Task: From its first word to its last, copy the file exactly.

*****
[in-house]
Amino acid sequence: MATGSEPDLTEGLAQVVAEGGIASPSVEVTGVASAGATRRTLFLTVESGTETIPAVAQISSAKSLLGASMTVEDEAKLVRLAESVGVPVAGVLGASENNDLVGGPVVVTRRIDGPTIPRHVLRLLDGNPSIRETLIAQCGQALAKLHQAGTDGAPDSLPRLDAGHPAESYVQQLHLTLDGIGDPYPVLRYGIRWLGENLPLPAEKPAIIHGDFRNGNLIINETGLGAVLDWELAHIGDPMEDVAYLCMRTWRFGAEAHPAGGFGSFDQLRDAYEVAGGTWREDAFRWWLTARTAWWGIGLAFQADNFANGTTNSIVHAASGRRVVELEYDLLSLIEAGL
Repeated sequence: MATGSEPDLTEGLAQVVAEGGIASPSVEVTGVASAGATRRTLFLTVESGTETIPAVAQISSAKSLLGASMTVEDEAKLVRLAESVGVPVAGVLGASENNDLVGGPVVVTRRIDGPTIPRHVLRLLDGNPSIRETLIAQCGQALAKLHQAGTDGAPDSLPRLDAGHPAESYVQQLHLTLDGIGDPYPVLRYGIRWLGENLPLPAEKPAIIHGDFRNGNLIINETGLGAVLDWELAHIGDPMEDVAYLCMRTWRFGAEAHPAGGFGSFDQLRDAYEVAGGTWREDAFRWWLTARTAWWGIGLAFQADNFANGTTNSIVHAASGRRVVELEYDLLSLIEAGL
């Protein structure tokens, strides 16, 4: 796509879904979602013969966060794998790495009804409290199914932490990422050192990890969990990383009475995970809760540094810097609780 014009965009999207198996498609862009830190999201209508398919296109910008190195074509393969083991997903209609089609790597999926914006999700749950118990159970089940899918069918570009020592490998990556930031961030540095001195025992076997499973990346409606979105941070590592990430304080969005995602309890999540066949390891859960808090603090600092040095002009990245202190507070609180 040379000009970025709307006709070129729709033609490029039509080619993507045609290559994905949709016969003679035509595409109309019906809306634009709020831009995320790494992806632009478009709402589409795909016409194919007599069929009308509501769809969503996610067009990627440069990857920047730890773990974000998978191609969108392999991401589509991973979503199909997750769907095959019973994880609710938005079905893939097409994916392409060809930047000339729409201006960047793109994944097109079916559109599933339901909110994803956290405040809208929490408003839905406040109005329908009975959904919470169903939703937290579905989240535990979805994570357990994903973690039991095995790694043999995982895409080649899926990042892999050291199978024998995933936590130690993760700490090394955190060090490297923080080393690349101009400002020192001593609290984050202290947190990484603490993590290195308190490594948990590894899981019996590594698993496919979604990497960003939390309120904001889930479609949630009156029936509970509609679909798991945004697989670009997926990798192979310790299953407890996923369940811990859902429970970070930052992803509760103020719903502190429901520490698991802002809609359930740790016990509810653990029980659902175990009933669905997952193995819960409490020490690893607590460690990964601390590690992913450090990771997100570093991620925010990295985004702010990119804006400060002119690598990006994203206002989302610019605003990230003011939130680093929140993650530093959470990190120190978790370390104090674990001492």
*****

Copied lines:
[in-house]
Amino acid sequence: MATGSEPDLTEGLAQVVAEGGIASPSVEVTGVASAGATRRTLFLTVESGTETIPAVAQISSAKSLLGASMTVEDEAKLVRLAESVGVPVAGVLGASENNDLVGGPVVVTRRIDGPTIPRHVLRLLDGNPSIRETLIAQCGQALAKLHQAGTDGAPDSLPRLDAGHPAESYVQQLHLTLDGIGDPYPVLRYGIRWLGENLPLPAEKPAIIHGDFRNGNLIINETGLGAVLDWELAHIGDPMEDVAYLCMRTWRFGAEAHPAGGFGSFDQLRDAYEVAGGTWREDAFRWWLTARTAWWGIGLAFQADNFANGTTNSIVHAASGRRVVELEYDLLSLIEAGL
Repeated sequence: MATGSEPDLTEGLAQVVAEGGIASPSVEVTGVASAGATRRTLFLTVESGTETIPAVAQISSAKSLLGASMTVEDEAKLVRLAESVGVPVAGVLGASENNDLVGGPVVVTRRIDGPTIPRHVLRLLDGNPSIRETLIAQCGQALAKLHQAGTDGAPDSLPRLDAGHPAESYVQQLHLTLDGIGDPYPVLRYGIRWLGENLPLPAEKPAIIHGDFRNGNLIINETGLGAVLDWELAHIGDPMEDVAYLCMRTWRFGAEAHPAGGFGSFDQLRDAYEVAGGTWREDAFRWWLTARTAWWGIGLAFQADNFANGTTNSIVHAASGRRVVELEYDLLSLIEAGL
């Protein structure tokens, strides 16, 4: 796509879904979602013969966060794998790495009804409290199914932490990422050192990890969990990383009475995970809760540094810097609780 014009965009999207198996498609862009830190999201209508398919296109910008190195074509393969083991997903209609089609790597999926914006999700749950118990159970089940899918069918570009020592490998990556930031961030540095001195025992076997499973990346409606979105941070590592990430304080969005995602309890999540066949390891859960808090603090600092040095002009990245202190507070609180 040379000009970025709307006709070129729709033609490029039509080619993507045609290559994905949709016969003679035509595409109309019906809306634009709020831009995320790494992806632009478009709402589409795909016409194919007599069929009308509501769809969503996610067009990627440069990857920047730890773990974000998978191609969108392999991401589509991973979503199909997750769907095959019973994880609710938005079905893939097409994916392409060809930047000339729409201006960047793109994944097109079916559109599933339901909110994803956290405040809208929490408003839905406040109005329908009975959904919470169903939703937290579905989240535990979805994570357990994903973690039991095995790694043999995982895409080649899926990042892999050291199978024998995933936590130690993760700490090394955190060090490297923080080393690349101009400002020192001593609290984050202290947190990484603490993590290195308190490594948990590894899981019996590594698993496919979604990497960003939390309120904001889930479609949630009156029936509970509609679909798991945004697989670009997926990798192979310790299953407890996923369940811990859902429970970070930052992803509760103020719903502190429901520490698991802002809609359930740790016990509810653990029980659902175990009933669905997952193995819960409490020490690893607590460690990964601390590690992913450090990771997100570093991620925010990295985004702010990119804006400060002119690598990006994203206002989302610019605003990230003011939130680093929140993650530093959470990190120190978790370390104090674990001492």